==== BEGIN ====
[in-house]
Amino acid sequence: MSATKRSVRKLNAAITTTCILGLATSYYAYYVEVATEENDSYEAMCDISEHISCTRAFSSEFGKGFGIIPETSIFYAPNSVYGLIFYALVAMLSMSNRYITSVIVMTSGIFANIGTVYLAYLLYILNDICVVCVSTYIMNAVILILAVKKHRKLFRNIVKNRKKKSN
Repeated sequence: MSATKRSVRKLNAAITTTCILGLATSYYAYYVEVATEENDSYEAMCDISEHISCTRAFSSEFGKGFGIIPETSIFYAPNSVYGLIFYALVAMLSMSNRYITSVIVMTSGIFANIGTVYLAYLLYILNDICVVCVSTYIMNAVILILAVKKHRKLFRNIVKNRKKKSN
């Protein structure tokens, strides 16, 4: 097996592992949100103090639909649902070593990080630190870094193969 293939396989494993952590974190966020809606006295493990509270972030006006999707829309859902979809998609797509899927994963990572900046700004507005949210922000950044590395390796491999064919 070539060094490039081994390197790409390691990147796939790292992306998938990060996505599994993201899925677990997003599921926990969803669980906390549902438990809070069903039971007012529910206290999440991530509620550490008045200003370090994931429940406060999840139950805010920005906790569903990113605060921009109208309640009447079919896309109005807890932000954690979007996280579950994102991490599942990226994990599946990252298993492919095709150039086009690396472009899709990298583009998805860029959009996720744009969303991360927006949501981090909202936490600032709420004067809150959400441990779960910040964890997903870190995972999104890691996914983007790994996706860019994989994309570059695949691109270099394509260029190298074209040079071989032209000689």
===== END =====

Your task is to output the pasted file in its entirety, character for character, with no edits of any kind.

[in-house]
Amino acid sequence: MSATKRSVRKLNAAITTTCILGLATSYYAYYVEVATEENDSYEAMCDISEHISCTRAFSSEFGKGFGIIPETSIFYAPNSVYGLIFYALVAMLSMSNRYITSVIVMTSGIFANIGTVYLAYLLYILNDICVVCVSTYIMNAVILILAVKKHRKLFRNIVKNRKKKSN
Repeated sequence: MSATKRSVRKLNAAITTTCILGLATSYYAYYVEVATEENDSYEAMCDISEHISCTRAFSSEFGKGFGIIPETSIFYAPNSVYGLIFYALVAMLSMSNRYITSVIVMTSGIFANIGTVYLAYLLYILNDICVVCVSTYIMNAVILILAVKKHRKLFRNIVKNRKKKSN
């Protein structure tokens, strides 16, 4: 097996592992949100103090639909649902070593990080630190870094193969 293939396989494993952590974190966020809606006295493990509270972030006006999707829309859902979809998609797509899927994963990572900046700004507005949210922000950044590395390796491999064919 070539060094490039081994390197790409390691990147796939790292992306998938990060996505599994993201899925677990997003599921926990969803669980906390549902438990809070069903039971007012529910206290999440991530509620550490008045200003370090994931429940406060999840139950805010920005906790569903990113605060921009109208309640009447079919896309109005807890932000954690979007996280579950994102991490599942990226994990599946990252298993492919095709150039086009690396472009899709990298583009998805860029959009996720744009969303991360927006949501981090909202936490600032709420004067809150959400441990779960910040964890997903870190995972999104890691996914983007790994996706860019994989994309570059695949691109270099394509260029190298074209040079071989032209000689």